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Chilliwack council rejects rezoning proposal for eight houses on little more than one acre

Rezoning for ‘pocket style’ subdivision voted down but Fairfield neighbours told more growth coming
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Council voted against the rezoning on March 7, 2023 that would have seen eight houses built on a little more than one acre at the corner of Williams Road and Strathcona Road. (City of Chilliwack webmap)

Chilliwack council turned down a rezoning proposal Tuesday night for eight houses on two lots in the wake of concerns raised by Fairfield Island neighbours.

It was the extreme density and scale of the rezoning that rankled neighbours with concerns brought to council about privacy, views, traffic and parking.

The staff report had referred to the rezoning going from R1-A to R3 as a “modest” density increase.

But many residents said the increased density with eight units would be too much for the properties at 10195 Williams and 46193 Strathcona, which added together would total 1.1 acres of land.

The first time the rezoning proposal came before council almost two years ago it was for nine units.

At the time residents brought concerns about the impact and scale of the proposed rezoning, and it was referred back to staff.

The rezoning application came back before council on Tuesday (March 7) at a public hearing with eight units proposed, which was down from nine, and a voluntary height restriction covenant limiting building height to two stories, or 8.5 metres.

Council members listened carefully to those voices from the neighbourhood, and to the applicant, then voted against the rezoning application.

Coun. Jeff Shields, who grew up near Fairfield Island, and lived there in the 1990s, was the first council member to say he was not in favour. He said he could “sympathize and empathize” with all the current Fairfield residents who live in the older residential neighbourhood on the north side of Chilliwack.

“I don’t see where eight houses need to go into that corner, so I will not be supporting this application,” Shields said during the council discussion.

Coun. Chris Kloot said that he certainly recognized the need for more housing starts, and that Chilliwack has a “duty and an obligation” to absorb a certain amount of the regional growth.

“That doesn’t mean every proposal is an automatic yes,” Kloot said.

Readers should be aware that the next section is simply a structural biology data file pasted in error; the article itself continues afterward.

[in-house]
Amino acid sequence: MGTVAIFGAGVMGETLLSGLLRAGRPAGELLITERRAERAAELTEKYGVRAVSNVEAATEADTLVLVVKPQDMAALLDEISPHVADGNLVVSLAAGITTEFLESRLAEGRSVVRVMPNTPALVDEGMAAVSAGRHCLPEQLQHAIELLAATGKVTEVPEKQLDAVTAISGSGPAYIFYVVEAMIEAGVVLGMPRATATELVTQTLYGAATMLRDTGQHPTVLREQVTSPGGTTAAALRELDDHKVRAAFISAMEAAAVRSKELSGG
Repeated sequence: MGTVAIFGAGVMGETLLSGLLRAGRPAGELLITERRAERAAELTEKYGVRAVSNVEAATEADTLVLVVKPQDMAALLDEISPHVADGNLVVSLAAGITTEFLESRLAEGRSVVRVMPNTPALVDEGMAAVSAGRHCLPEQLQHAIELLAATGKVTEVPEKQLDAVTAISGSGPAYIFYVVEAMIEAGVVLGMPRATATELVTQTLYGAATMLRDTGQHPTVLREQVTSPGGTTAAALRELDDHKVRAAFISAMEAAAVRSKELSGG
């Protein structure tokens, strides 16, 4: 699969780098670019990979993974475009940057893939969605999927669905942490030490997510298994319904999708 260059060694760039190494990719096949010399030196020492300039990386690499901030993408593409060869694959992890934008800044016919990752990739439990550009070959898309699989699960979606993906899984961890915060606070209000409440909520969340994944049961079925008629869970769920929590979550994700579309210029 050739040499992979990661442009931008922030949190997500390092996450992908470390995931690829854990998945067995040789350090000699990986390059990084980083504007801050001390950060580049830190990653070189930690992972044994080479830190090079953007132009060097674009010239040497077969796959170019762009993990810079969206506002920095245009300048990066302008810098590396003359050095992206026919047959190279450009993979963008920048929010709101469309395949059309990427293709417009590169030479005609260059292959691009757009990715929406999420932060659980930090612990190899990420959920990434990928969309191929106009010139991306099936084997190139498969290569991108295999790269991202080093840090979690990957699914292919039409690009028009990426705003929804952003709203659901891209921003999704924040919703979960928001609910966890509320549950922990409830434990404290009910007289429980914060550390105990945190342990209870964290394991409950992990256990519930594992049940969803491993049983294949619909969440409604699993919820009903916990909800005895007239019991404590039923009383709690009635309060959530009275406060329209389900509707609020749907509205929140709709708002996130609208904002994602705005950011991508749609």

In this case, he felt the neighbours had spoken, and what he heard them say was the applicant’s vision was “too dense.”

“I will vote against and I do encourage the applicant to reapply with something reduced in scope that will blend in a bit better,” Kloot said.

In reference to some of the existing ‘pocket-style’ developments, with five or seven units shoehorned into them, he said in some of these cases as he’s driving by, he looks away, and cringes.

“What this shows is that we learn. We are growing rapidly,” Kloot added. He offered a word of caution to the neighbourhood that redevelopment is still coming to Fairfield with more growth imminent.

“I want to applaud the applicant,” he said about due diligence shown, and renderings produced for neighbours to see scope, and encouraged the neighbours to keep an open dialogue with the applicant in future.

Coun. Nicole Huitema Read said she struggled with this rezoning along with her colleagues, and had a “hard time with the densification in that amount of space.”

Mayor Ken Popove echoed other council members adding: “Yes, we have to densify but it’s got to fit; it’s got to work.

”I feel it’s just too much in that one area.”

Staff had noted in a report the eight lots proposed were in keeping with the official community plan (OCP) designation for the area, constituting a “modest” increase in density, while preserving the single-family character of the neighbourhood.

One letter-writer opposed to the rezoning said in a letter in the agenda that “density or infill on the island has already shown to be problematic,” and that although neighbours are prepared for density increasing, not to the level “being sought by developers.”

A petition cited reasons for rejecting the rezoning including privacy, sunlight, views, traffic safety, parking and more. An alternate proposal in the form letter called for the developer to build two houses per lot, for a total of four houses maximum, rather than the eight homes proposed.

Coun. Harv Westeringh declared a potential conflict and removed himself before the council discussion began and did not take part in the discussion or the vote.

RELATED: Residents touched on Fairfield Island density during draft plan talks

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Jennifer Feinberg

About the Author: Jennifer Feinberg

I have been a Chilliwack Progress reporter for 20+ years, covering the arts, city hall, as well as Indigenous, and climate change stories.
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